Brand tracking studies guide business decisions around where to prioritize time and resources - on products/services that are currently performing well, or on improving ones that are struggling.
Ad tracking is a form of tracking research that tracks the success of marketing and advertising materials. Businesses might use this when launching a new campaign to understand how impactful that campaign is over time. Is it increasing brand awareness? Are prospective customers converting into users of your brand? Are people interacting with your campaign on social media? Does your target audience recall seeing an advertisement? How does ad recall change over the course of the campaign? These are all questions that an ad tracking study can effectively monitor over time.
Customer experience tracking
Customer experience tracking is also commonly called customer satisfaction tracking, which, is also commonly called a Net Promoter Score (NPS) study. Did we lose you? Let’s break that down a bit more.
The customer experience deals with how satisfied your consumers are with your brand, products, services, support, etc., and how likely they are to recommend your brand to others (that’s where NPS comes in). NPS is a single-question methodology that asks respondents to rank from 1-10 on how likely they’d be to recommend your brand to others. Tracking this information over time is key to understanding whether or not new ad campaigns, product launches, public relations/news coverage, etc. affect customer satisfaction and their overall experience with your brand. Without tracking these metrics, you’d be left with point-in-time data points that don’t paint a telling story of how you’re performing overall.
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How to implement tracking research
You might now be thinking “How do I start a tracking research study?” We have you covered:
Step 1: Determine your tracking goals
Remember this step from earlier? It’s key that you tie your tracking research back to the overall business objectives so that you’re capturing metrics that feed into successful decision-making.
Step 2: Select your type of tracking study
After determining what your business goals are, select a type of tracking study that will enrich insights into that area. This could be a brand equity tracker for overall performance, an ad tracking study to measure a marketing campaign, or a customer satisfaction tracker to monitor market share in your industry...just to name a few.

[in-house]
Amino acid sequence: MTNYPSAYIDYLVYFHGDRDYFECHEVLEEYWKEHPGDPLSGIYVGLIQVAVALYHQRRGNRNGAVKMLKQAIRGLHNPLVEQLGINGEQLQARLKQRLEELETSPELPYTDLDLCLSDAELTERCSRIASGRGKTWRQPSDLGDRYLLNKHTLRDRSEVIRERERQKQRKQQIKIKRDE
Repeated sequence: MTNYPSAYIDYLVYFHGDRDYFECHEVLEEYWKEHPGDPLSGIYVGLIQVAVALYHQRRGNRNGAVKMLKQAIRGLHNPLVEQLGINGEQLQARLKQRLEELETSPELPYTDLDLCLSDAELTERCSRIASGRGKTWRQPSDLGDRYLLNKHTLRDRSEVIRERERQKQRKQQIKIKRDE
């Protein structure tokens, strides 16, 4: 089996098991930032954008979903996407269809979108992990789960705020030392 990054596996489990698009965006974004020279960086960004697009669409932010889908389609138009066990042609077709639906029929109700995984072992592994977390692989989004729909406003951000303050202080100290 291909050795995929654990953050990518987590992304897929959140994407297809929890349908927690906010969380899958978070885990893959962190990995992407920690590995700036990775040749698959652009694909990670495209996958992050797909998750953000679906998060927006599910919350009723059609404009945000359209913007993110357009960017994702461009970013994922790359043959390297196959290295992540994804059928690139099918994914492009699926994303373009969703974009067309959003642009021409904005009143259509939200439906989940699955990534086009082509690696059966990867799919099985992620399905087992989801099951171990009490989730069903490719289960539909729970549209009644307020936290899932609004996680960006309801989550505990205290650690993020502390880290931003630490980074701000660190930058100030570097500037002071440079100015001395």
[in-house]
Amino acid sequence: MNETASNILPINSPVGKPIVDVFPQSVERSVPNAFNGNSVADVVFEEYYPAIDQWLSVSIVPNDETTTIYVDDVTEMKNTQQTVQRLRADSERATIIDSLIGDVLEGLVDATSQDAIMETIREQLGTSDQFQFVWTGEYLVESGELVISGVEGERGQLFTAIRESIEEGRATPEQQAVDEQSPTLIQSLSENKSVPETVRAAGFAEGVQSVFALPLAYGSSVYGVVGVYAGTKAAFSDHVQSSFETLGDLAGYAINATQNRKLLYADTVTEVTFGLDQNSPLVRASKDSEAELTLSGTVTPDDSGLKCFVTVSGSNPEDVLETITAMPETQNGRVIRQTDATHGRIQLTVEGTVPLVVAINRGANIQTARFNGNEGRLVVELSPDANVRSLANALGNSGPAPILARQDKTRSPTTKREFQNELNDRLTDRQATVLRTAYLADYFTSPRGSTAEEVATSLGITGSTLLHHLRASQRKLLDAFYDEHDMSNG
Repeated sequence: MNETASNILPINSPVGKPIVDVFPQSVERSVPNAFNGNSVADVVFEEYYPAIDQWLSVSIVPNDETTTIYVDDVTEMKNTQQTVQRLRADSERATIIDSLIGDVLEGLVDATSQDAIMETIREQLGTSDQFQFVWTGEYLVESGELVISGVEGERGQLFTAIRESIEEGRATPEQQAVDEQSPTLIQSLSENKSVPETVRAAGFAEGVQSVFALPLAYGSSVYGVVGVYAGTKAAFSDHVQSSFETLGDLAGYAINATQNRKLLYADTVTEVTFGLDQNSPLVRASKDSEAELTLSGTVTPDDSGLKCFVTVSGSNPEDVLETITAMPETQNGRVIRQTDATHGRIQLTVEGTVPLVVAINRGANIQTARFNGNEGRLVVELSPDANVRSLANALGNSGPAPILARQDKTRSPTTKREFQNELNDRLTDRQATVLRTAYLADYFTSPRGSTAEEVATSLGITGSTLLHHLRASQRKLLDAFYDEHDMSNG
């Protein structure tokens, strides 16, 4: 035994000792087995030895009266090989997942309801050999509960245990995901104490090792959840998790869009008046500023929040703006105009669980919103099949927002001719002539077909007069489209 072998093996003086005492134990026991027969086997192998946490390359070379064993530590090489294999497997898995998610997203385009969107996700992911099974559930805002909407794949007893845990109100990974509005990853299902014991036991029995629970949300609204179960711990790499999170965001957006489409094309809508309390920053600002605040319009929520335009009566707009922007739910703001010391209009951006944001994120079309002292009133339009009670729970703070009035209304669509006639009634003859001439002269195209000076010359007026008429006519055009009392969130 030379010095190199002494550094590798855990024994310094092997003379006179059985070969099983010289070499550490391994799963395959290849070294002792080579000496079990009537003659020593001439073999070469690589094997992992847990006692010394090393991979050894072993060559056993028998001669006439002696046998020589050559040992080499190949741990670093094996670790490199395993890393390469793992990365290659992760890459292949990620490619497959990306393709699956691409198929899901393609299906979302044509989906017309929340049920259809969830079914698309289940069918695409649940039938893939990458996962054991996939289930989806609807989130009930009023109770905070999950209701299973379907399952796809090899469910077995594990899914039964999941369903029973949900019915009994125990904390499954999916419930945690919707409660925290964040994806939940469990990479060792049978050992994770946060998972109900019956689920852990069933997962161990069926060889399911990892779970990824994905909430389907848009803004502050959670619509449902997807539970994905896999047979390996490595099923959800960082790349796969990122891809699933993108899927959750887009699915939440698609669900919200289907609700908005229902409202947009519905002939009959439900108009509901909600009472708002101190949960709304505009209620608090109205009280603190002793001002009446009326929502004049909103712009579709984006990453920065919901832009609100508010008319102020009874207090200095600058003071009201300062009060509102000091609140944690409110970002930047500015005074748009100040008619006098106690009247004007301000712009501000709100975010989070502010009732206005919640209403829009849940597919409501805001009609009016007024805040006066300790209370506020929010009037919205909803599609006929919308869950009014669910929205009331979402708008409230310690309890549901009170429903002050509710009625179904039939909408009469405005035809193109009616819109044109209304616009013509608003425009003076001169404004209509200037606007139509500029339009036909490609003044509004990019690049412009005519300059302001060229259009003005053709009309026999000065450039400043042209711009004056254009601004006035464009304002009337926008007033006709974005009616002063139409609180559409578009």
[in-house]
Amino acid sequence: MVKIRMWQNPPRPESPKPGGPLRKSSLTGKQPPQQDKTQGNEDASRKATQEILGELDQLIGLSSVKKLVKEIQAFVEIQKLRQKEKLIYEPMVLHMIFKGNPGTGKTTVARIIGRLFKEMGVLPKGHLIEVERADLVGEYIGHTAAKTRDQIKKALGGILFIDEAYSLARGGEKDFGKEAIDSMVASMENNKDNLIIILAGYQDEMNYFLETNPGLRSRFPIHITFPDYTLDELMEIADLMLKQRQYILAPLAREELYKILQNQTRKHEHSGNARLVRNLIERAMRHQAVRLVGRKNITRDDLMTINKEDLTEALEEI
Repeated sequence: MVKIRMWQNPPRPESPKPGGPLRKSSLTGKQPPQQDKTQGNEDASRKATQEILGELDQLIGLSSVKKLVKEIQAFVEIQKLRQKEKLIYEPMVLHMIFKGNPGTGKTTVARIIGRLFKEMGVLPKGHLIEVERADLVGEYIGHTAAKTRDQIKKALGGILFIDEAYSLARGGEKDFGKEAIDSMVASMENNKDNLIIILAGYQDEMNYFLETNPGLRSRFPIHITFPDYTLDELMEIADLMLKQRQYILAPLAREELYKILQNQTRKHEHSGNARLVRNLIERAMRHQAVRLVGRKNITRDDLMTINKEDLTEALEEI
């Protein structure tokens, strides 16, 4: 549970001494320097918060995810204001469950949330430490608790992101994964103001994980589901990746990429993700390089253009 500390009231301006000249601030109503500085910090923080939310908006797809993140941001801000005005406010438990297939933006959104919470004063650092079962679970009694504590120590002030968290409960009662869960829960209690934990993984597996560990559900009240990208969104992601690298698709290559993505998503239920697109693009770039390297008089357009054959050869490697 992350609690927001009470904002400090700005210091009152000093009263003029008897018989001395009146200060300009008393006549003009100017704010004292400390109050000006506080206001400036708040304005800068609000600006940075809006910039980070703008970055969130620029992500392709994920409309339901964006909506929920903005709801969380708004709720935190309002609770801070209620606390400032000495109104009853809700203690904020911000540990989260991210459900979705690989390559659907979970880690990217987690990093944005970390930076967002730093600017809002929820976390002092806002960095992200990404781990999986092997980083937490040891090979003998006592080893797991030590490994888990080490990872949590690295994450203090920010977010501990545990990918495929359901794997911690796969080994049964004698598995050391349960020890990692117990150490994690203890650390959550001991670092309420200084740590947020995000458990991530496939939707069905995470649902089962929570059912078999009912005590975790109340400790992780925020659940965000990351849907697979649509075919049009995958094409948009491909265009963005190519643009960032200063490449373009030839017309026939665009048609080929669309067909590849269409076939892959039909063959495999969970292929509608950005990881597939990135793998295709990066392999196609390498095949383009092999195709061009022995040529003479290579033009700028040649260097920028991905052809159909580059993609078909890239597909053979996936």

Step 3: Gather your data
When using a traditional research firm (like Ipsos, Nielsen, or Kantar), at this stage you’ll have to contact your research team to set up the panel and monitor completion. As for those using an automated research platform, you’ll set your study live within the end-to-end platform and be able to monitor results in real-time.
Regardless of your approach to data collection, you’ll need to finalize your target audience (including any key demographics you want to capture), and your sample size (how many respondents you want to complete your survey). Be mindful that if you opt for an advanced research methodology in your tracking study (such as segmentation), you’ll need to make sure your base size is large enough each wave to thoroughly analyze the results.
Step 4: Analyze and interpret your data
After you’ve hit your sample size goal, and the data has been cleaned and verified, it’s time to analyze your results! With tracking data, it’s key to implement statistical testing so you can easily see where there are significant lifts or declines in a metric over time.
Once you’ve analyzed your results, you’ll create a slide deck presentation for stakeholders with the actionable findings, or leverage an automated dashboard. The perk of using the latter is that results will automatically update each time you run your tracking study. Otherwise, you’re left to update slide metrics manually (or outsource the task to a third-party team).
Step 5: Repeat!
Congratulations! You’ve run the first wave of your market research tracking study! Now, you repeat.
When it’s time to run the next occurrence (wave) of your tracker, you’ll need to communicate with your external research team (at an agency) or set up the next wave of your tracker by toggling on a button (on an end-to-end research platform). After a few waves, and with statistical testing implemented, you might begin to see shifts in metrics that inform business strategy. On the other hand, if all metrics are remaining stable over time, that could be a sign that your business strategy is solid and performing well, or, you might take this as a sign to shake things up a bit with a new product launch or marketing campaign.
Whatever you decide, stay consistent with your tracking - aiming to launch each wave around the same timeframe as the last (i.e. at the beginning of each month, at the end of each quarter, etc.) for the most accurate tracking results.
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Tracking research is one of the most beneficial applications of market research. It’s a way to stay in constant ‘communication’ with your consumers and understand their changing needs over time.
To learn more about automated tracking research with quantilope, and how you can take charge of your own tracking study with a few clicks of your mouse, get in touch below.